Lease agreement for premises in a shopping mall. Withdrawal from the lease agreement with reference to the subsequent impossibility of performance - Article 495 of the Civil Code

Pursuant to Art. 495 § 2 of the Civil Code: "If the performance of one of the parties becomes only partially impossible, that party loses the right to the appropriate part of the mutual performance. However, the other party may withdraw from the contract if partial performance would not be important for it due to the nature of the obligation or due to the purpose of the contract intended by that party, known to the party whose performance has become partially impossible.

The above-mentioned regulation shapes the situation of the parties to the contractual relationship in the event of partial and consequential impossibility of performance by either party. The term "impossibility to provide" has not been defined by the legislator in the provisions of the Civil Code, and the doctrine presents different approaches to this issue. According to the objective concept, performance is impossible to perform if no one, and not only a specific debtor under the obligation relationship, would be able to fulfill it. In opposition there remains a subjective concept, which considers it impossible to provide a performance that could not be provided by a specific debtor[6]. Regardless of which of the above concepts is accepted as accurate, the doctrine and case law emphasize that the circumstances that make it impossible to perform the benefit must be permanent and complete.[7]. The term "permanence of impossibility of performance" should be understood as "(...) a stable situation (actual or legal situation), in relation to which it can be reasonably and objectively assumed that it will not change in a way that will enable the debtor to perform the performance, e.g. loss of an identified item "benefits"[8].

A certain doubt arises here - can the situation arising as a result of the epidemic, and therefore restrictions on access to commercial establishments, be treated as the impossibility of providing services on the part of the Landlord in the above-mentioned sense? On the one hand, it can be argued that the Landlord continues to provide the Tenant with commercial space and therefore fulfills its obligation. On the other hand, it seems that in this case we cannot ignore the purpose of the contracting parties lease agreement for premises in a shopping mall. Conducting commercial activities in a place which, due to its attractiveness, ensures constant access to a large number of customers, allows the Tenant to generate appropriate revenues. Therefore, one can try to claim that the Landlord's service is not limited only to providing commercial space, but also to providing commercial space in a shopping center ensuring constant access to a large number of customers. And although many court judgments have so far ruled in the opposite direction, and some shopping malls have decided to add an exclusion of their liability for a decrease in the number of customers to their contracts, in the opinion of the person preparing these opinions, it is impossible (keeping to the rules of correct logical inference) to claim that renting premises in a shopping mall commercial use is completely accidental, and the Tenant's main motive is not to gain access to an increased number of customers. The connection between a large number of customers and the lease of premises in a shopping mall and the rent it offers (much higher than in so-called street locations) is obvious to every person who understands the basics of economic life.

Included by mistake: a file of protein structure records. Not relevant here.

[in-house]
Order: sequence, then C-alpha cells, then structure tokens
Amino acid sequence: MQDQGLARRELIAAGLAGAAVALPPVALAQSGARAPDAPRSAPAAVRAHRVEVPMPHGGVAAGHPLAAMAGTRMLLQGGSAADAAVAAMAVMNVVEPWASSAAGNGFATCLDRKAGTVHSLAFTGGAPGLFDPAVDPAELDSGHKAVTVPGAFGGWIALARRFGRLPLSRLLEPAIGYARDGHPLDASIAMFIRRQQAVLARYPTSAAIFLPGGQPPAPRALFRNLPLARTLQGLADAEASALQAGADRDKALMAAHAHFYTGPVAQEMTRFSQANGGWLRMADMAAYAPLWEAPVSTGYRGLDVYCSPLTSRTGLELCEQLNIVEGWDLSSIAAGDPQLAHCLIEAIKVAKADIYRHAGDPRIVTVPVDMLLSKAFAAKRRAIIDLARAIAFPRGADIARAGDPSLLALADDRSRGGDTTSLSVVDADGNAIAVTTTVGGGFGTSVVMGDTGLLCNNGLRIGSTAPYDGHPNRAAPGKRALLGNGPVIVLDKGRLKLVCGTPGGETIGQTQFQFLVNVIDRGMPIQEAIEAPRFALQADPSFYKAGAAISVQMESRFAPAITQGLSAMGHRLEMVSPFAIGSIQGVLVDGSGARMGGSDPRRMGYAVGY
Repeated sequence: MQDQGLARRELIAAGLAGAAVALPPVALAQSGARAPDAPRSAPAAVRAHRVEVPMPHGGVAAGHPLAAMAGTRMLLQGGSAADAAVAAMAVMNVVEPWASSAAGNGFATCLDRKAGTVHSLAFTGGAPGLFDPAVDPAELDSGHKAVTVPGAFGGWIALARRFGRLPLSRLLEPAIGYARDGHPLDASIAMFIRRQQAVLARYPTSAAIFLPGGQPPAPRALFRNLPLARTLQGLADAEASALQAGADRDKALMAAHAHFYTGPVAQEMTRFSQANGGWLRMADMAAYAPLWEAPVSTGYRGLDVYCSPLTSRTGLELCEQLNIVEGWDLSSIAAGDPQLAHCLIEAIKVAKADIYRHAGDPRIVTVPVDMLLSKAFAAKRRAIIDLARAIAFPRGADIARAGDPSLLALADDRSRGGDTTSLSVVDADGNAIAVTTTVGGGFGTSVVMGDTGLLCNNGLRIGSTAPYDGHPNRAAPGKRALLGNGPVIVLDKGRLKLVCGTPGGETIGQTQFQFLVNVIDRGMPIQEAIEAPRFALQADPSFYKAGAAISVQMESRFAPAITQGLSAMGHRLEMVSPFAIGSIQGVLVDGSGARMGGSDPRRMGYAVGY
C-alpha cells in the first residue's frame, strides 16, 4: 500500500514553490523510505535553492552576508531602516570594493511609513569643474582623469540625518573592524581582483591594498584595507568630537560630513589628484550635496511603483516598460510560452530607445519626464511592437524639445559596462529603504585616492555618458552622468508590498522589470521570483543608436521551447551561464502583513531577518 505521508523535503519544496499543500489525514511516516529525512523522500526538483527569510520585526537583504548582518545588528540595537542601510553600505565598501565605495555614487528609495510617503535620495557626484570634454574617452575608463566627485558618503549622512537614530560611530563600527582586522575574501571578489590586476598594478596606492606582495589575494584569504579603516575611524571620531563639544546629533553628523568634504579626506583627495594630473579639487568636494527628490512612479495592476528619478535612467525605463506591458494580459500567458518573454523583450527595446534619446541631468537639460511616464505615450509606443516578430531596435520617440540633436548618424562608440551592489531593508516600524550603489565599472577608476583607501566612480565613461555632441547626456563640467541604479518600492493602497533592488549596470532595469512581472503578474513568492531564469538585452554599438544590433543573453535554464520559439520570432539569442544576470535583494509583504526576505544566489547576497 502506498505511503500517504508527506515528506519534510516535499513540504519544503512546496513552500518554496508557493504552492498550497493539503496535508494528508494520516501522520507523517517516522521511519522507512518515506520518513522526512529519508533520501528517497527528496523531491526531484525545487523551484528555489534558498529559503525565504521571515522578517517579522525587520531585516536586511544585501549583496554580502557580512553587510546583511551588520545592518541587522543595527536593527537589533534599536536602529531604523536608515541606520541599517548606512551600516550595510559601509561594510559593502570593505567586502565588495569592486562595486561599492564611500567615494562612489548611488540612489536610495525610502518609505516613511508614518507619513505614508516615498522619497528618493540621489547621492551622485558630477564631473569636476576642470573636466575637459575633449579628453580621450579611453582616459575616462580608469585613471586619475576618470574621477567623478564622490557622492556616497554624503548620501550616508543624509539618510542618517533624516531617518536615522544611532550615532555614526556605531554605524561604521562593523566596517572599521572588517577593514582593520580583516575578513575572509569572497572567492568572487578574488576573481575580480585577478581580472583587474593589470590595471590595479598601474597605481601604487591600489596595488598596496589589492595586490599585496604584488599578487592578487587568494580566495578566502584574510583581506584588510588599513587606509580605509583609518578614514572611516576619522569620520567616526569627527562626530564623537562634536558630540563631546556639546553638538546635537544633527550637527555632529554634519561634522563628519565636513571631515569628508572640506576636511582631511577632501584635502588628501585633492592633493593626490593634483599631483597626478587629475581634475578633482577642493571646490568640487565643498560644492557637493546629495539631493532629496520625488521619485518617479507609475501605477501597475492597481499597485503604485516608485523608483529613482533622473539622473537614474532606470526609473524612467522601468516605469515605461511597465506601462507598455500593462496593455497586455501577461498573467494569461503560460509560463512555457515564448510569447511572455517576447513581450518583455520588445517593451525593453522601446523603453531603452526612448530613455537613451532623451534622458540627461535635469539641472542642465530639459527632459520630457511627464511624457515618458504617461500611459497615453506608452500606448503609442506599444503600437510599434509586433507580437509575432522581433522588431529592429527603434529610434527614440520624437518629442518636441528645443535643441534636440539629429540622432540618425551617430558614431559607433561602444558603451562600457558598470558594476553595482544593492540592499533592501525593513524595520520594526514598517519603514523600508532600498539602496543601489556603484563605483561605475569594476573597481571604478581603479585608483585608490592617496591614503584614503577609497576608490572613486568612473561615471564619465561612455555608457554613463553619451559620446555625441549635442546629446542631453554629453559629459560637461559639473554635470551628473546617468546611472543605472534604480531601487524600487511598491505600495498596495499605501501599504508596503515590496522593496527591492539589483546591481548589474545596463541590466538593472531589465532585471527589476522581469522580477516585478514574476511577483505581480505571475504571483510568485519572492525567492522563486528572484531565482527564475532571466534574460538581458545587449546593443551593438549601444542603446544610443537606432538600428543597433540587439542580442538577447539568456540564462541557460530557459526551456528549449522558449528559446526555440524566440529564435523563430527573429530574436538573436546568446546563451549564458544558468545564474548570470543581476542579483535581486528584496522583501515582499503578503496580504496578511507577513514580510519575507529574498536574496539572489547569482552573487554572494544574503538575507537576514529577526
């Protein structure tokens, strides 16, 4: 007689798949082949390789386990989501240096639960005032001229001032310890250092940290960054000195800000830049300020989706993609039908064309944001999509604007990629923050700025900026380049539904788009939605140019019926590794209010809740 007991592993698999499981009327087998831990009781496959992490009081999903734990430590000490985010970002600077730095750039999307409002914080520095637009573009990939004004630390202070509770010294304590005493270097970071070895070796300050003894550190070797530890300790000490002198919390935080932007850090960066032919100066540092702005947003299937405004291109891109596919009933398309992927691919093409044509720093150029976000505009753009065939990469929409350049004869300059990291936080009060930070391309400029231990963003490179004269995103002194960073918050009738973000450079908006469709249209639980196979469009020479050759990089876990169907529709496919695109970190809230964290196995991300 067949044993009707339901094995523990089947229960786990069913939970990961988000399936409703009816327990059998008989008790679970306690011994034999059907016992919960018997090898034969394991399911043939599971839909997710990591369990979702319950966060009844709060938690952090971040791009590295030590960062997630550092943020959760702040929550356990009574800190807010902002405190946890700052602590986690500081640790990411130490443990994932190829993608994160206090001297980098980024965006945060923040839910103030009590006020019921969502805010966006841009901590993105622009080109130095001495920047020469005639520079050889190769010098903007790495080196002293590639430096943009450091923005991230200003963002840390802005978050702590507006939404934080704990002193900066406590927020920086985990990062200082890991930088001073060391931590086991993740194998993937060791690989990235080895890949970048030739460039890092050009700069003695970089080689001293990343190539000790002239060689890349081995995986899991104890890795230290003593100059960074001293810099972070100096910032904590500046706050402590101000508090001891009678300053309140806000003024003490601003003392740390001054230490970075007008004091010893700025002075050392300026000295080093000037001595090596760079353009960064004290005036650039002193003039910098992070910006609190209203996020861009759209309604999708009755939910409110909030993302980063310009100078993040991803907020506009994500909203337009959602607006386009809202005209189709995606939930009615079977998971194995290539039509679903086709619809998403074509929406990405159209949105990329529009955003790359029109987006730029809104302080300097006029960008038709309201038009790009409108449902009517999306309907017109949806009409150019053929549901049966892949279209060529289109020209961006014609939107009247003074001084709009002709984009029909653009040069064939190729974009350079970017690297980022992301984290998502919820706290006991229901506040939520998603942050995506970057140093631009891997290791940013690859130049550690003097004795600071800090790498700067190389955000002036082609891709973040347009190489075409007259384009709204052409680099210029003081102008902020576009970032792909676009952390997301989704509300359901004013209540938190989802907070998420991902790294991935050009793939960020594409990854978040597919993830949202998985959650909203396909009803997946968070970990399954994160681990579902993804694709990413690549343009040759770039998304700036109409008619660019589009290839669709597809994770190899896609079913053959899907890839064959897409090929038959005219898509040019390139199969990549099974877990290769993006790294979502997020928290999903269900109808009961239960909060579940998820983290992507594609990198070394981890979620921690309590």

However, it should not be forgotten that the legislator, in the regulations introduced as a result of the epidemic, referred to the situation of tenants of commercial premises through the norm of Art. 15ze of the Act on special solutions related to the prevention, counteracting and combating of COVID-19, other infectious diseases and crisis situations caused by them. According to this regulation: "During the period of the ban on conducting business in commercial facilities with a sales area exceeding 2,000 m² in accordance with the relevant provisions, the mutual obligations of the parties to the lease, tenancy agreement or other similar agreement through which the commercial space is put into use (contract) expire. )”. The above recipe de facto indicates that, in the legislator's opinion, the situation resulting from the introduced restrictions is close to the actual impossibility of providing services on the part of the Lessor. However, a different interpretation can be presented, according to which the legislator decided that the situation did not correspond to the hypothesis of Art. 495 § 2 of the Civil Code, and therefore it is necessary to positively regulate it in a separate act. Adopting the latter, much less convincing position, some people try to unjustifiably claim that withdrawal from the contract with reference to Art. 495 § 2 of the Civil Code is contrary to the purpose of the introduced regulations.

In particular, the inadmissibility of the above-mentioned the position is expressed by the mouth. 4 of the above-mentioned regulation, according to which: "The provisions of section 1-3 do not prejudice the relevant provisions of the Act of April 23, 1964 - Civil Code regulating the contractual relations of the parties in states where legal restrictions on the freedom of business activity are introduced. It follows from the above that the parties are still left to invoke Art. 495 CC